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Comparing Collision Repair in Different Countries

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If I received a pound ($1.55) every time someone asked me what the differences are between the U.K. and U.S. collision repair markets, I’d be a lot richer than I am today. It seems there is a clear curiosity as to how others repair vehicles and how industry works, not just between our nations, but also in Australia, New Zealand, Asia and Europe.

From the U.S. side, I regularly have people say to me that they have heard that the U.K. is a very “advanced” market, and when questioned by colleagues back here about the U.S. industry, they seem to have this presumption that your market is “behind” ours. The same happens when talking about Australia. In all of these seemingly prosperous (depending how you look at it) nations, people assume collision industries in different countries are either ahead of or behind one another.

I try to take a more pragmatic approach to this, one that views none of these industries as ahead or behind—they are just different. What do I mean by different? Let’s start by looking at the core product—the car. Whether you repair a new Range Rover Sport in the U.S., U.K., Australia or Qatar, the car is still the same. It is aluminum (or aluminium) monocoque, incorporating bonding and riveting technologies. Therefore, the repair technique to be used must also be the same—wherever you are—in order to safely reinstate the vehicle back to its preaccident condition.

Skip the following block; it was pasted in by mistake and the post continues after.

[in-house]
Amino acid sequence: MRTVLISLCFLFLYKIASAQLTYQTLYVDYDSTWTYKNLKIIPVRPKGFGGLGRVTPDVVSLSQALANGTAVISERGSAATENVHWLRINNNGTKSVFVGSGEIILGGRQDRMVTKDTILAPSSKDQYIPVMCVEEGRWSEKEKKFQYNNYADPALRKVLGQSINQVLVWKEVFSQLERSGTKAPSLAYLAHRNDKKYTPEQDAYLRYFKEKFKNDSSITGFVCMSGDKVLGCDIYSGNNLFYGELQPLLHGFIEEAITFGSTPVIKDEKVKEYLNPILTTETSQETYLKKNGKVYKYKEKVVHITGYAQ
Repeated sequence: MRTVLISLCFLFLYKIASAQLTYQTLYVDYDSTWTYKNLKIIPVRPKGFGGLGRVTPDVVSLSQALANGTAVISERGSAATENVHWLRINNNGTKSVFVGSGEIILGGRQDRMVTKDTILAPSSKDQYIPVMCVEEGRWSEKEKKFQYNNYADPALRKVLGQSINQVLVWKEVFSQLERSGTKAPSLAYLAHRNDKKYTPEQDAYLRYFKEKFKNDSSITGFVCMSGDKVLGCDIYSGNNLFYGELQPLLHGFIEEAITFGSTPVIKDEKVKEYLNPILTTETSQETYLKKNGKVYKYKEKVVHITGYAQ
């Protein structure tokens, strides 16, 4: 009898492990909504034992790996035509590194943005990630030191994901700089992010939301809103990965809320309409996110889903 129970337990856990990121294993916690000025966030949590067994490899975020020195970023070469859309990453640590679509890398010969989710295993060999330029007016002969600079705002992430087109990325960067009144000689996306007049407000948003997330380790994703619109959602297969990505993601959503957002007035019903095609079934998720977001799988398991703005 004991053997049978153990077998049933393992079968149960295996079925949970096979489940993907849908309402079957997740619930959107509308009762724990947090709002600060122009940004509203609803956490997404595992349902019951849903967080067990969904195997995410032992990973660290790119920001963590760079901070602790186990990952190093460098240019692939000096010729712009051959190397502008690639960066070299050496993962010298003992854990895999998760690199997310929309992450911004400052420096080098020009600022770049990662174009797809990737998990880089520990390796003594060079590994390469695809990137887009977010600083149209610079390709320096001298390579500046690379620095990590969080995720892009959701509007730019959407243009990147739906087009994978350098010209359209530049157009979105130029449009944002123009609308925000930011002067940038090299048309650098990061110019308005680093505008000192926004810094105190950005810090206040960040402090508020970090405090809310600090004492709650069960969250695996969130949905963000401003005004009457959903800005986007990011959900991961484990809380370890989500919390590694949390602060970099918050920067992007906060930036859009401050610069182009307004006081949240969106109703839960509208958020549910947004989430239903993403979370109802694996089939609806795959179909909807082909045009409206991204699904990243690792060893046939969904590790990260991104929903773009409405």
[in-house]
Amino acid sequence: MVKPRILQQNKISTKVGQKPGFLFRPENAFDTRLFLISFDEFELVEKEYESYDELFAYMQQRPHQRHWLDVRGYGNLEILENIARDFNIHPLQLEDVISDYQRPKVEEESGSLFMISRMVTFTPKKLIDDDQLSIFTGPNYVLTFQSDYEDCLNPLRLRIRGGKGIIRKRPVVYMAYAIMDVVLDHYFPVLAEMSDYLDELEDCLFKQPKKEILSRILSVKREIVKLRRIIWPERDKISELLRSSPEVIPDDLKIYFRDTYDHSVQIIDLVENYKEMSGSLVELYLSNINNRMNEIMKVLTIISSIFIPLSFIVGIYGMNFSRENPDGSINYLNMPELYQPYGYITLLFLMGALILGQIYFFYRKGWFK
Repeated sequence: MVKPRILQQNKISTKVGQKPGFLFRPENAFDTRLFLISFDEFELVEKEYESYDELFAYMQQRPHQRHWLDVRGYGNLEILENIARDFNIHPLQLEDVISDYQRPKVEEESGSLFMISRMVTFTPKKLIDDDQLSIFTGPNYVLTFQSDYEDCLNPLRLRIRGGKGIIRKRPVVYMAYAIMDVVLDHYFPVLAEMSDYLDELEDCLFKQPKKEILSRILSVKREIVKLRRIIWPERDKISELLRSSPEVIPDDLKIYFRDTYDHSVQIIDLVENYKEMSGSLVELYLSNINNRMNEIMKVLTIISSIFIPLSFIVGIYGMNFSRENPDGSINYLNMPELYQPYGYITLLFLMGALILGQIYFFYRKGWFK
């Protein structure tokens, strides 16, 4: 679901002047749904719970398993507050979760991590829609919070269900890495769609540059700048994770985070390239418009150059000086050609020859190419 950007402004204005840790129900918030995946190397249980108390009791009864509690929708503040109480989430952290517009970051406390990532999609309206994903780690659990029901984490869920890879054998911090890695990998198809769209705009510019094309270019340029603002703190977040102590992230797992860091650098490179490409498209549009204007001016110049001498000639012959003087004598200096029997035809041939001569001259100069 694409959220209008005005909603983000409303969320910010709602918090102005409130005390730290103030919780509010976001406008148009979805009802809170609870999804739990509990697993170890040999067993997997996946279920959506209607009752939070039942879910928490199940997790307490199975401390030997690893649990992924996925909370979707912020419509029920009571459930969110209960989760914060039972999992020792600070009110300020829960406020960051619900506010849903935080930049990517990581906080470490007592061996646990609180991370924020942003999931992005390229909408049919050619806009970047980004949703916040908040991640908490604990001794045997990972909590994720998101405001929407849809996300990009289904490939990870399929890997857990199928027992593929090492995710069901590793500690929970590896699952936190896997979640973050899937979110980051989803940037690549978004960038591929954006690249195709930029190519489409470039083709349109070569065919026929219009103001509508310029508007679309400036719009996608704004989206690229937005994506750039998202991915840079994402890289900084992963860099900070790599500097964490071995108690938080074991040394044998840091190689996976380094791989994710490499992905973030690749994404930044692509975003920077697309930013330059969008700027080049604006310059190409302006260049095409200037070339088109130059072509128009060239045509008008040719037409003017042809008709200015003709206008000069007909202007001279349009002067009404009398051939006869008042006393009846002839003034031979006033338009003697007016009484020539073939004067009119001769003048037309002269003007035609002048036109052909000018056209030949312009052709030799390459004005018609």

This means that you are only behind or ahead with regards to the actual vehicle repair if you are not using the correct method of repair stated by the vehicle manufacturer. It’s obvious that in any country you visit, there will be collision shops repairing to differing standards, and there will of course be those who do it “right” and those who don’t understand how to repair it at all, and that’s a completely different subject. However, with regards to why or how an industry may be different, you have to look a little deeper.

It’s all of the influences that surround the repair that seem to make the difference. As we’ve sort of established, it’s not really the repair itself, but how insurers, suppliers, customers and the economic climate behave that is key. Although, particularly in emerging markets, the challenges for vehicle manufacturers in getting their vehicles repaired correctly can be somewhat of a nightmare.

Let’s start with the economy. Now I don’t know very much about economics, but what I do know is that the pressure exerted on an industry affects how it behaves. Let’s take a look at the U.K. I was with a good colleague from the U.S. who was over here in England looking at collision shops and our robotic technology in order to see how it could be applied in Denver. One of the first things he noticed was the price of gasoline. A quick calculation showed that we pay $9 per gallon for the stuff, compared with about $3 back in the U.S.